ADOPTION INSTITUTE: GROWING ONWARD AND UPWARD
The Adoption Institute is in the midst of one of the most exciting growth periods in our history. We are about to hire another development staff member in New York and we've just added a Policy Director based in California.
We are also planning a series of events across the country, to be held by our loyal supporters and advocates; stay tuned for dates and locations. Most important, we are producing some of the best, cutting-edge work since our founding exactly a decade ago. Here are just a few of the initiatives we are working on:
6. About the Evan D. Donaldson Adoption Institute||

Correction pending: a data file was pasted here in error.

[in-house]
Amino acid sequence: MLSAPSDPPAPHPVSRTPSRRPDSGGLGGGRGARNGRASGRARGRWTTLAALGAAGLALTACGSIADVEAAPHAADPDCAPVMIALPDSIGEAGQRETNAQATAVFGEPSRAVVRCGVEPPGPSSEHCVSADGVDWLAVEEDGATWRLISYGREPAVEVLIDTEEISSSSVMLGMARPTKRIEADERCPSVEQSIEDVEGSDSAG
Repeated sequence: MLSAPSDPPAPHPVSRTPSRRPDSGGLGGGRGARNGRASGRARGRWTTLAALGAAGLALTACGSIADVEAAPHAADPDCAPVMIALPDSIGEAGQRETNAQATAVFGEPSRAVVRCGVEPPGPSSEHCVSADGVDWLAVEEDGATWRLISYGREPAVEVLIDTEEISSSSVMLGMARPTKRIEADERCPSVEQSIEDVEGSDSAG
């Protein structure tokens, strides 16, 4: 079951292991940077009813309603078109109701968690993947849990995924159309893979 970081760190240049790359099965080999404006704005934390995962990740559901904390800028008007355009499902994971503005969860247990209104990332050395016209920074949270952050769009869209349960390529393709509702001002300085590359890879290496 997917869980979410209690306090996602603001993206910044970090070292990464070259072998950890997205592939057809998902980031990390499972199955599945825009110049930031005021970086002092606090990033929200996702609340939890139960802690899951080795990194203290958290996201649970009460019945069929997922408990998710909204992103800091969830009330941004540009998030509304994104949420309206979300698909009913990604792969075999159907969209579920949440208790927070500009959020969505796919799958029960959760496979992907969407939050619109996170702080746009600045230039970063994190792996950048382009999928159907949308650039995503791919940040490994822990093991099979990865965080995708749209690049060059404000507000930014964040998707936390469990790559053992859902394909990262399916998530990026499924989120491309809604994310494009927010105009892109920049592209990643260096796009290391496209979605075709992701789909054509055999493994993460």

Since its establishment in 1996, the Evan B. Donaldson Adoption Institute has been a pre-eminent, independent voice for improving adoption for everyone it touches - particularly children - through innovative programs, educational initiatives, research and analysis, and advocacy for better practices, policies and laws.
Our award-winning web site, www.adoptioninstitute.org, is a popular and reliable source for accurate adoption information.
Read past e-Newsletters at http://www.adoptioninstitute.org/newsletter/archive.php.
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The Adoption Institute e-Newsletter highlights laws, policy, practice, news, research, and public opinion to educate readers about emerging issues and new information that may impact adoption. The Adoption Institute does not make any representations about the accuracy or reliability of the information reported in the newsletter, and inclusion of items in the newsletter does not signify Adoption Institute support of author perspectives or positions.